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This is about science produced by the California Institute of Technology and originally broadcast by station KPCC Pasadena California. The programs are made available to this station by a national educational radio. This program is about a surveyor with host Dr. Robert McGrath and his guest Dr. Leonard Jaffe surveyor project scientist for Cal Tech's Jet Propulsion Laboratory. Here now is Dr. McGregor. I have heard it said by a good many of the professionals in the field during the last two weeks following the fabulous surveyor success that this particular mission was without doubt the most gratifying and satisfying experience in there. Space careers before talking about this experience and perhaps some of the ideas and facts that have come out of it I think it might be helpful if we reviewed briefly AP historical background of the surveyor
project. You remember Leonard that the surveyor project persay began in the early days of NASA's career perhaps. I guess it was in the early 60s and it was one of the very first missions conceived to undertake scientific exploration of the moon. Do you remember the particular circumstances in which some of that thinking went for it. Well this was a time where we had tried some preliminary flyby missions of the moon 20 years three and for art they were intended to make it only were a survey of the moon from space measuring radiation and possibly taking a photograph or two. There was such an attempt as Ira Yes we didn't get any photographs we did get some radiation measurements of the Earth's radiation belts and in fact discovered the outer radiation balladeer it but we didn't. It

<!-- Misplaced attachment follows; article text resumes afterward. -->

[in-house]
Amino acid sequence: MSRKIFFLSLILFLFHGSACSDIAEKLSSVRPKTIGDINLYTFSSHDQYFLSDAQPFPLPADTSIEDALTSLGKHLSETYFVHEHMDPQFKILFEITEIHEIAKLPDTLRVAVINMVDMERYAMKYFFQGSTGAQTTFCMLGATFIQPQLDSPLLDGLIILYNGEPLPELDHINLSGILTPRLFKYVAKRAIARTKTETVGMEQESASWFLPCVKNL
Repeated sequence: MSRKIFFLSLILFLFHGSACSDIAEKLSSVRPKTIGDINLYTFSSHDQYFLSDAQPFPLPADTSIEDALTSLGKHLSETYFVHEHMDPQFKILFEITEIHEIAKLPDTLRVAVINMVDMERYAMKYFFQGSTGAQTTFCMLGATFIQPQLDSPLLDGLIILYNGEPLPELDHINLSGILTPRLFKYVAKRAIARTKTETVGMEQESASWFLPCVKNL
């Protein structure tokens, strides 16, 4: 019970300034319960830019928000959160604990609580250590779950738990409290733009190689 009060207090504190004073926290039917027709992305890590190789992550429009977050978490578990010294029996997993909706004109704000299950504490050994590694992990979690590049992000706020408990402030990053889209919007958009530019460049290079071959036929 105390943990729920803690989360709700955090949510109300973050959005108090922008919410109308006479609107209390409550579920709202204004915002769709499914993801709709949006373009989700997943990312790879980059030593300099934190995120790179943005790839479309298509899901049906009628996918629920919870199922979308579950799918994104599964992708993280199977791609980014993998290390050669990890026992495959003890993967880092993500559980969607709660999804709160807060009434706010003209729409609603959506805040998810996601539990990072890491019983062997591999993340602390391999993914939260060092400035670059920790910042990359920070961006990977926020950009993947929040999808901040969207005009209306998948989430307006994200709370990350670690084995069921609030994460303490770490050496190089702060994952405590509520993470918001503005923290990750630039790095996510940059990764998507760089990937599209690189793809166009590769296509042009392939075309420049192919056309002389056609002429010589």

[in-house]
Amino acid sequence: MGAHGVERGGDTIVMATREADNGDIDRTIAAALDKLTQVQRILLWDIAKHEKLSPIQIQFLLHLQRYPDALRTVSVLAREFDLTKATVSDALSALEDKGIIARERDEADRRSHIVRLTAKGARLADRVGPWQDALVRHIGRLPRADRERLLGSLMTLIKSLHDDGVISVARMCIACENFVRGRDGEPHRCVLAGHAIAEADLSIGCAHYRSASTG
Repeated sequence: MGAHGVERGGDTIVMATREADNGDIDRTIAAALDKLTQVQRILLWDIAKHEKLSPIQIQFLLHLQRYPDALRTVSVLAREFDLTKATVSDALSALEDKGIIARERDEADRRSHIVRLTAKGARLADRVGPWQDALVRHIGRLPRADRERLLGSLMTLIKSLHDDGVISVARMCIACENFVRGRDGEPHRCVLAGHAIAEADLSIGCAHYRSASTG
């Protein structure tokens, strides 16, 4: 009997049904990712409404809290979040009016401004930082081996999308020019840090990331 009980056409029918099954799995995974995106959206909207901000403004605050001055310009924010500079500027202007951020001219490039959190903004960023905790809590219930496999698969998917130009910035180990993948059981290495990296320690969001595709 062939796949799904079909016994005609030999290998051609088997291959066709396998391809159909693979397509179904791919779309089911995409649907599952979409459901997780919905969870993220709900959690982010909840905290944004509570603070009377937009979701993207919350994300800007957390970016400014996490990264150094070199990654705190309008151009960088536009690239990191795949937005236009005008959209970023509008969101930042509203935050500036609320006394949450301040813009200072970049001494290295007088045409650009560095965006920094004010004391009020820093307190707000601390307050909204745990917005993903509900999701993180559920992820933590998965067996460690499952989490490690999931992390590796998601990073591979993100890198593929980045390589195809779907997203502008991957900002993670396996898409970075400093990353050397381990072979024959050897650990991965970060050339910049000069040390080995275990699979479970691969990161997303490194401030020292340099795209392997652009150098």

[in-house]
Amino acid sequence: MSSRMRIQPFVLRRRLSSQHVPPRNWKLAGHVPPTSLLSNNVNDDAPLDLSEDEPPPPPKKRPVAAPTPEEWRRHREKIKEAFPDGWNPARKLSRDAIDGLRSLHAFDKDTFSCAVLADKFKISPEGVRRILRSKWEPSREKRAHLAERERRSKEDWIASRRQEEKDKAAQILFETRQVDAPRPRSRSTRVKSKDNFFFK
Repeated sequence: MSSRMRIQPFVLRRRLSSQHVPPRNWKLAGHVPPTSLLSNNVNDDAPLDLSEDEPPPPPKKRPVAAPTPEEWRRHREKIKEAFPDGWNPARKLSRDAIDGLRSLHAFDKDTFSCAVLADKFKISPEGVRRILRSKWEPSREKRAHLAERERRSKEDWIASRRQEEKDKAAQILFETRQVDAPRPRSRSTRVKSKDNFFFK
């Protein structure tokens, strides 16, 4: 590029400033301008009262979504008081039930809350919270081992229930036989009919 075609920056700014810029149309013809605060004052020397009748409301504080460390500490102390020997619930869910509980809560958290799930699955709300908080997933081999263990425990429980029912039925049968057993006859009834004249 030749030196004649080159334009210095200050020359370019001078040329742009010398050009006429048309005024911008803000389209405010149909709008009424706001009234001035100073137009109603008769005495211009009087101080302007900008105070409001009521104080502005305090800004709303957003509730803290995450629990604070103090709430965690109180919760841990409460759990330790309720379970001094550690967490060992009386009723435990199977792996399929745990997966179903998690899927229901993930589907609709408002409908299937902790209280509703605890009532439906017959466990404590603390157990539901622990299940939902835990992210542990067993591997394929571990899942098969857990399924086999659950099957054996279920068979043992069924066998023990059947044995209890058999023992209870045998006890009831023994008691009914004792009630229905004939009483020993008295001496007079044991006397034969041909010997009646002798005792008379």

turned out come close enough to the moon at that time to really learn very much new about it. But that time plans began to be made. For the first landing on the moon which was the Rangers first American landing intended initially as hard landings. This was Crash sequences on the moon taking pictures as we went carrying a variety of other scientific experiments. It was hoped to make measurements as we approach the moment I recall that even that set of missions was changed markedly as the program developed and certain experience was acquired. It eventually ended up by providing pictures on the way in so to speak a 40 impact actually took place but it was surveyor then that literally was designed to attempt a gentle landing if you like and perhaps even undertake some measurements at the service. A surface.